- BREAK APART: Next, she sets up a half gallon mason jar with a jar funnel and breaks up the flowers by hand into the jar. It’s best not to use a grinder because it will release more chlorophyll into the wash. Karen wears nitrile gloves because the resin gets sticky and collects on the fingertips. She rubs every little bit from the gloves into the jar when finished. Sometimes she needs two jars for a batch and will split the flowers evenly into each jar. She tries not to fill the jars more than ⅔ full. The rest of these instructions are for just one jar but know that the method is the same no matter how many jars are used.
- FREEZE: She puts the jars of flower and 190 proof ethanol in the freezer for 24-48 hours.
- MIX TOGETHER: Next, she pours the frozen ethanol into the jar with the frozen flowers and gently swirls it around to distribute the liquid evenly and puts the jar back in the freezer, saving the empty ethanol jar to use again after the first strain. The length of time she keeps the flowers soaking in ethanol varies from an hour to overnight.
- 1ST STRAIN: Karen strains the contents of the jar using a buchner funnel set up with qualitative paper filters and vacuum to assist. Also for the first filter pass, she uses a seed sprouting screen on the jar to hold back the contents and also uses a wire mesh coffee strainer into the funnel to catch larger particles. There will be a lot of small particles that eventually slow down the filter process. If it gets too slow, she replaces the filter paper half way through the process. Pour the filtered wash from the flask into the saved, empty ethanol jar and put it into the freezer for the winterizing process. Wash and dry the funnel and flask to make them ready for step 7.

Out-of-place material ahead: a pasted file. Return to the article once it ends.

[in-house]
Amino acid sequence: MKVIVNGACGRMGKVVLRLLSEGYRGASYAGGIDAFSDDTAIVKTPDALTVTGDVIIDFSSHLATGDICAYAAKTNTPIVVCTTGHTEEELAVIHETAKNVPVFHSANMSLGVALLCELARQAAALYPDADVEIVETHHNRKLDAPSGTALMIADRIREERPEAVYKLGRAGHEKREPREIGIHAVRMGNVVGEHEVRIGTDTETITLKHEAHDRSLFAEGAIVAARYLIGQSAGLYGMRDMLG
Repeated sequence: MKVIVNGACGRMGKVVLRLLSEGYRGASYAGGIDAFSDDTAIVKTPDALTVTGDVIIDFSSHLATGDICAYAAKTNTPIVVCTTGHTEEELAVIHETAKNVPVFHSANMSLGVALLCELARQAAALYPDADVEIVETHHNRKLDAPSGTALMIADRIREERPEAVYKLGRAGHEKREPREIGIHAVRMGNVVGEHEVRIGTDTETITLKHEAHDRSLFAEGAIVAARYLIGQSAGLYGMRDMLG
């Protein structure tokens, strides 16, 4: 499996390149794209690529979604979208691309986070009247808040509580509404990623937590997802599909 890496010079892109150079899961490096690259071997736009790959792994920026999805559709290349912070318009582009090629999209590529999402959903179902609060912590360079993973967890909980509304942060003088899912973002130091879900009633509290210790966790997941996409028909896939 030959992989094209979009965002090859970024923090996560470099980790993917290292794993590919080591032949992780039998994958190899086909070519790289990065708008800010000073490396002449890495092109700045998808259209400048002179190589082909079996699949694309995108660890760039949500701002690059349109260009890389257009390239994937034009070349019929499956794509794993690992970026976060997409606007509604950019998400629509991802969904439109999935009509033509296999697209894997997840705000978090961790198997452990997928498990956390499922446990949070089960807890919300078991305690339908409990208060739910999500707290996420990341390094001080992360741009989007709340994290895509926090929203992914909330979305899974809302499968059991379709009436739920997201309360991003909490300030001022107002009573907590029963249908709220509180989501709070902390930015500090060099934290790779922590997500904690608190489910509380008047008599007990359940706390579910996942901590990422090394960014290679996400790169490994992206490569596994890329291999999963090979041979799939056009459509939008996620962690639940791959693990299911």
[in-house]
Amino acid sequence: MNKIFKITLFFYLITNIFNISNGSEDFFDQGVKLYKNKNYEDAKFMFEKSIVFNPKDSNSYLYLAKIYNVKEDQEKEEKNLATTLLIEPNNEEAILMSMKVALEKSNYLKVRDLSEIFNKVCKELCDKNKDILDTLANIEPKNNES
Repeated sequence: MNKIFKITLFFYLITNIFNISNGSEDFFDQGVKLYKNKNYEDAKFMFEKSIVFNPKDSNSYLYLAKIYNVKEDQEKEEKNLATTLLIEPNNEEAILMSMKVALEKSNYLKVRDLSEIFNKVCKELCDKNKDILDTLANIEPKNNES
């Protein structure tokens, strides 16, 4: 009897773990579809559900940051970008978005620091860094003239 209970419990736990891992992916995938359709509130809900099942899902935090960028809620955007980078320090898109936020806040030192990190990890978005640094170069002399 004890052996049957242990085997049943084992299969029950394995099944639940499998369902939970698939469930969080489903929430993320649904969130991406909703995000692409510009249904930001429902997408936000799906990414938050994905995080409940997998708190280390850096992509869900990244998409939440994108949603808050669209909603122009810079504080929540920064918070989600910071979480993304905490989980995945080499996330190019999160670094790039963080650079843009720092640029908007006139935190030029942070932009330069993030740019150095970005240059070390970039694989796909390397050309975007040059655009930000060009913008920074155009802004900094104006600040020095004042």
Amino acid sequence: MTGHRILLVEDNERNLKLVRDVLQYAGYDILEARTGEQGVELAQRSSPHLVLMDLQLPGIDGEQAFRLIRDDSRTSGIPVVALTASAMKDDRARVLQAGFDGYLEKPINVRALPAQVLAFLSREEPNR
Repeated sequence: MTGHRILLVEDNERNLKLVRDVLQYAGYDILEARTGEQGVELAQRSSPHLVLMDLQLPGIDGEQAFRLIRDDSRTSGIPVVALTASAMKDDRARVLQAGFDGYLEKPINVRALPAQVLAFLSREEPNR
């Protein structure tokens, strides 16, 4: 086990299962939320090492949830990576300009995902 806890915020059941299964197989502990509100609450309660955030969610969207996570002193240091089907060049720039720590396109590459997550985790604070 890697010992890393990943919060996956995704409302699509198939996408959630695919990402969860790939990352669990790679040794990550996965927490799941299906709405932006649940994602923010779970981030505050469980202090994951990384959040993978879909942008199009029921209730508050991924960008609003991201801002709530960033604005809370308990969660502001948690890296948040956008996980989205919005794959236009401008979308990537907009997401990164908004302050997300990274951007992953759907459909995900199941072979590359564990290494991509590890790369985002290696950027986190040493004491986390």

- WINTERIZE: She freezes the jar (or jars) of wash for at least 24 hours. If she gets busy or flared up, the time can be extended until time allows. The process of winterizing is used to remove most of the undesirable fats and waxes from the wash using the differences of their melting points.
- 2ND STRAIN: She strains using the buchner funnel and vacuum set up again. This time it will be fairly quick since most of the particulates were strained the first time. She won’t need the jar screen and mesh coffee filter. Karen tries to do this as quickly as possible so that the fats stay cold and do not melt during the process.
- RECLAIM: Using the EtOH Pro, Karen reclaims the ethanol from the wash, one half gallon at a time. She stops the process once the oil in the kettle is greatly reduced but still a bit runny so she can easily pour it into a glass beaker. Before filling the beaker, add a stir bar and piece of tape to write notes such as a label of contents and tare weight.